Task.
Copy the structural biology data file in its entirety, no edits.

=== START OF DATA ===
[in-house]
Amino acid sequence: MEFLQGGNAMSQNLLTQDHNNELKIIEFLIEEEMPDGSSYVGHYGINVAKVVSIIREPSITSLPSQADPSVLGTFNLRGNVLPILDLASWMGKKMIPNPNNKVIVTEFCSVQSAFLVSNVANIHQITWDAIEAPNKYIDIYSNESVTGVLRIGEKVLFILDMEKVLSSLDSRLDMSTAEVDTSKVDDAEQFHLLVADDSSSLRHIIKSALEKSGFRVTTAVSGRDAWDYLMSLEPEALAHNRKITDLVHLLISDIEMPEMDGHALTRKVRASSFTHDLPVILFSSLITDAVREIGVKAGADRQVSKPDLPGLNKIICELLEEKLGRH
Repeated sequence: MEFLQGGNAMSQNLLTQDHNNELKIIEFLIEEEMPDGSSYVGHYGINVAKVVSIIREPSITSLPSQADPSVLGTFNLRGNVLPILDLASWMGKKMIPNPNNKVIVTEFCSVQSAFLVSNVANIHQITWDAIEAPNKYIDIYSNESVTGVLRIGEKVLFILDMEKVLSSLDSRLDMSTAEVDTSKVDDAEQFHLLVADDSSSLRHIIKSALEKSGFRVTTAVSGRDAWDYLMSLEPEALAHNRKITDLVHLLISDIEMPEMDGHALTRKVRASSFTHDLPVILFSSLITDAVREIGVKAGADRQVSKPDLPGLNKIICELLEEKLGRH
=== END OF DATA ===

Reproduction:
[in-house]
Amino acid sequence: MEFLQGGNAMSQNLLTQDHNNELKIIEFLIEEEMPDGSSYVGHYGINVAKVVSIIREPSITSLPSQADPSVLGTFNLRGNVLPILDLASWMGKKMIPNPNNKVIVTEFCSVQSAFLVSNVANIHQITWDAIEAPNKYIDIYSNESVTGVLRIGEKVLFILDMEKVLSSLDSRLDMSTAEVDTSKVDDAEQFHLLVADDSSSLRHIIKSALEKSGFRVTTAVSGRDAWDYLMSLEPEALAHNRKITDLVHLLISDIEMPEMDGHALTRKVRASSFTHDLPVILFSSLITDAVREIGVKAGADRQVSKPDLPGLNKIICELLEEKLGRH
Repeated sequence: MEFLQGGNAMSQNLLTQDHNNELKIIEFLIEEEMPDGSSYVGHYGINVAKVVSIIREPSITSLPSQADPSVLGTFNLRGNVLPILDLASWMGKKMIPNPNNKVIVTEFCSVQSAFLVSNVANIHQITWDAIEAPNKYIDIYSNESVTGVLRIGEKVLFILDMEKVLSSLDSRLDMSTAEVDTSKVDDAEQFHLLVADDSSSLRHIIKSALEKSGFRVTTAVSGRDAWDYLMSLEPEALAHNRKITDLVHLLISDIEMPEMDGHALTRKVRASSFTHDLPVILFSSLITDAVREIGVKAGADRQVSKPDLPGLNKIICELLEEKLGRH